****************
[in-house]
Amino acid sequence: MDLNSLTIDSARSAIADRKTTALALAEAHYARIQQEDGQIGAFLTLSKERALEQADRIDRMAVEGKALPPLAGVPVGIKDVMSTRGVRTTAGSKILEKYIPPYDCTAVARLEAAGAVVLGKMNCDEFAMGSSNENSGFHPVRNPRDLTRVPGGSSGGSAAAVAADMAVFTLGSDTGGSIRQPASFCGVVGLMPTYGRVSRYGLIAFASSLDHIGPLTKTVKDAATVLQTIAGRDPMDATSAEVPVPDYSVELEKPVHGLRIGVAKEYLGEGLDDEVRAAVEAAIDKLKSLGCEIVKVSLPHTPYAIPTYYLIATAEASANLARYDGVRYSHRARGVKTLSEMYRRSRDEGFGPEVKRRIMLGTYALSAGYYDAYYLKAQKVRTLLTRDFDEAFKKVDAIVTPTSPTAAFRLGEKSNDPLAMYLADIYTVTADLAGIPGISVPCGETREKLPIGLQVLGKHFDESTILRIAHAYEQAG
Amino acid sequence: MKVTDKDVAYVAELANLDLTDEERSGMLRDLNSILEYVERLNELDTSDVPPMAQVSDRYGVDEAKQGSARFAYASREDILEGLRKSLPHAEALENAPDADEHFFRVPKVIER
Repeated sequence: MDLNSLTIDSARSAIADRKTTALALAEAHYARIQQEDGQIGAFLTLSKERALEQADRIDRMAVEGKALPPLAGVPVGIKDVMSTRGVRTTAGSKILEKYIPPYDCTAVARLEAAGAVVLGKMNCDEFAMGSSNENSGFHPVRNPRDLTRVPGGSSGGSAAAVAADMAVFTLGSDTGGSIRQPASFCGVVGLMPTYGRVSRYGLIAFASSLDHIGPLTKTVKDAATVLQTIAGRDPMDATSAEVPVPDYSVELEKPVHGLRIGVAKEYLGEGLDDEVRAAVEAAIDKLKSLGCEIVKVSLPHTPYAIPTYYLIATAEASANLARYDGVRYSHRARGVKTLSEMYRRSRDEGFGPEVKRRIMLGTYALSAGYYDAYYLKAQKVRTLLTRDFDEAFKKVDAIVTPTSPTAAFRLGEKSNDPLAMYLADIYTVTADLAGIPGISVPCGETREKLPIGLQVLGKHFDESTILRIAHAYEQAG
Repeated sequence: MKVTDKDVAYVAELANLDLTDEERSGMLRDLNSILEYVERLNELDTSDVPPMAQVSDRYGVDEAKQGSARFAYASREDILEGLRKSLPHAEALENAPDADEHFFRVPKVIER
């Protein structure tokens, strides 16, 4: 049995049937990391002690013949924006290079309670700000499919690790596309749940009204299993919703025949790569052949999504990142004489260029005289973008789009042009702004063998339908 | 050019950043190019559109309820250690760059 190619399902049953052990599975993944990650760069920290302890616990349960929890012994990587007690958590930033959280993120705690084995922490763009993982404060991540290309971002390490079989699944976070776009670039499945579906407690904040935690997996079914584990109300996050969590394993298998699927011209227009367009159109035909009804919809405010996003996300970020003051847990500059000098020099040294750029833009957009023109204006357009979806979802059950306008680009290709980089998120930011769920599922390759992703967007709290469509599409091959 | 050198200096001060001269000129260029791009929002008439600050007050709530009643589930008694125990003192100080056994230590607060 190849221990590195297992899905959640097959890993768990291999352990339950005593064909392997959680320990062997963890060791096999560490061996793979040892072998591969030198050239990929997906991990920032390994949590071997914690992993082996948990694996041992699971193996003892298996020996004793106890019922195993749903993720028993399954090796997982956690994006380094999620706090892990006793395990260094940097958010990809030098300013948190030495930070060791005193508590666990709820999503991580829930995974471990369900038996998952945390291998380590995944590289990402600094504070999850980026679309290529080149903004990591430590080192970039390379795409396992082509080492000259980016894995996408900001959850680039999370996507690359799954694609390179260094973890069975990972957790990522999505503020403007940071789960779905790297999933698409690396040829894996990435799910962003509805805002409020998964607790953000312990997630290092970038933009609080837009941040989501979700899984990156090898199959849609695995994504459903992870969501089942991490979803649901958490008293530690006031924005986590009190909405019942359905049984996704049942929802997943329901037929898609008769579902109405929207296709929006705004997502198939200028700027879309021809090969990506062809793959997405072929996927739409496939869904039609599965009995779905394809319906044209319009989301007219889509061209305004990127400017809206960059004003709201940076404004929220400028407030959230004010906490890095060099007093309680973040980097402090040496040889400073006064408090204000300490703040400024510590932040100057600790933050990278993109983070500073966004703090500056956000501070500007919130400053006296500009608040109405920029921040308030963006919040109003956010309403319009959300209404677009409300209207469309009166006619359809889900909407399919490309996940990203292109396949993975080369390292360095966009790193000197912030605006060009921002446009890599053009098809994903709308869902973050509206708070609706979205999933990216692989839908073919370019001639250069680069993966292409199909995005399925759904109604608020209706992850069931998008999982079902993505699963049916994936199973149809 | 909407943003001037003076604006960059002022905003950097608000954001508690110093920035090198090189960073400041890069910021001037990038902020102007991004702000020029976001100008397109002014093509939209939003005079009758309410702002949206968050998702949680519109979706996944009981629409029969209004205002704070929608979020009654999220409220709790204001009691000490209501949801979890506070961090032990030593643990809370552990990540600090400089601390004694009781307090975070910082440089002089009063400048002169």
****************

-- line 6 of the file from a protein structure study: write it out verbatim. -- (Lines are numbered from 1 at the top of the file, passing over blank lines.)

């Protein structure tokens, strides 16, 4: 049995049937990391002690013949924006290079309670700000499919690790596309749940009204299993919703025949790569052949999504990142004489260029005289973008789009042009702004063998339908 | 050019950043190019559109309820250690760059 190619399902049953052990599975993944990650760069920290302890616990349960929890012994990587007690958590930033959280993120705690084995922490763009993982404060991540290309971002390490079989699944976070776009670039499945579906407690904040935690997996079914584990109300996050969590394993298998699927011209227009367009159109035909009804919809405010996003996300970020003051847990500059000098020099040294750029833009957009023109204006357009979806979802059950306008680009290709980089998120930011769920599922390759992703967007709290469509599409091959 | 050198200096001060001269000129260029791009929002008439600050007050709530009643589930008694125990003192100080056994230590607060 190849221990590195297992899905959640097959890993768990291999352990339950005593064909392997959680320990062997963890060791096999560490061996793979040892072998591969030198050239990929997906991990920032390994949590071997914690992993082996948990694996041992699971193996003892298996020996004793106890019922195993749903993720028993399954090796997982956690994006380094999620706090892990006793395990260094940097958010990809030098300013948190030495930070060791005193508590666990709820999503991580829930995974471990369900038996998952945390291998380590995944590289990402600094504070999850980026679309290529080149903004990591430590080192970039390379795409396992082509080492000259980016894995996408900001959850680039999370996507690359799954694609390179260094973890069975990972957790990522999505503020403007940071789960779905790297999933698409690396040829894996990435799910962003509805805002409020998964607790953000312990997630290092970038933009609080837009941040989501979700899984990156090898199959849609695995994504459903992870969501089942991490979803649901958490008293530690006031924005986590009190909405019942359905049984996704049942929802997943329901037929898609008769579902109405929207296709929006705004997502198939200028700027879309021809090969990506062809793959997405072929996927739409496939869904039609599965009995779905394809319906044209319009989301007219889509061209305004990127400017809206960059004003709201940076404004929220400028407030959230004010906490890095060099007093309680973040980097402090040496040889400073006064408090204000300490703040400024510590932040100057600790933050990278993109983070500073966004703090500056956000501070500007919130400053006296500009608040109405920029921040308030963006919040109003956010309403319009959300209404677009409300209207469309009166006619359809889900909407399919490309996940990203292109396949993975080369390292360095966009790193000197912030605006060009921002446009890599053009098809994903709308869902973050509206708070609706979205999933990216692989839908073919370019001639250069680069993966292409199909995005399925759904109604608020209706992850069931998008999982079902993505699963049916994936199973149809 | 909407943003001037003076604006960059002022905003950097608000954001508690110093920035090198090189960073400041890069910021001037990038902020102007991004702000020029976001100008397109002014093509939209939003005079009758309410702002949206968050998702949680519109979706996944009981629409029969209004205002704070929608979020009654999220409220709790204001009691000490209501949801979890506070961090032990030593643990809370552990990540600090400089601390004694009781307090975070910082440089002089009063400048002169």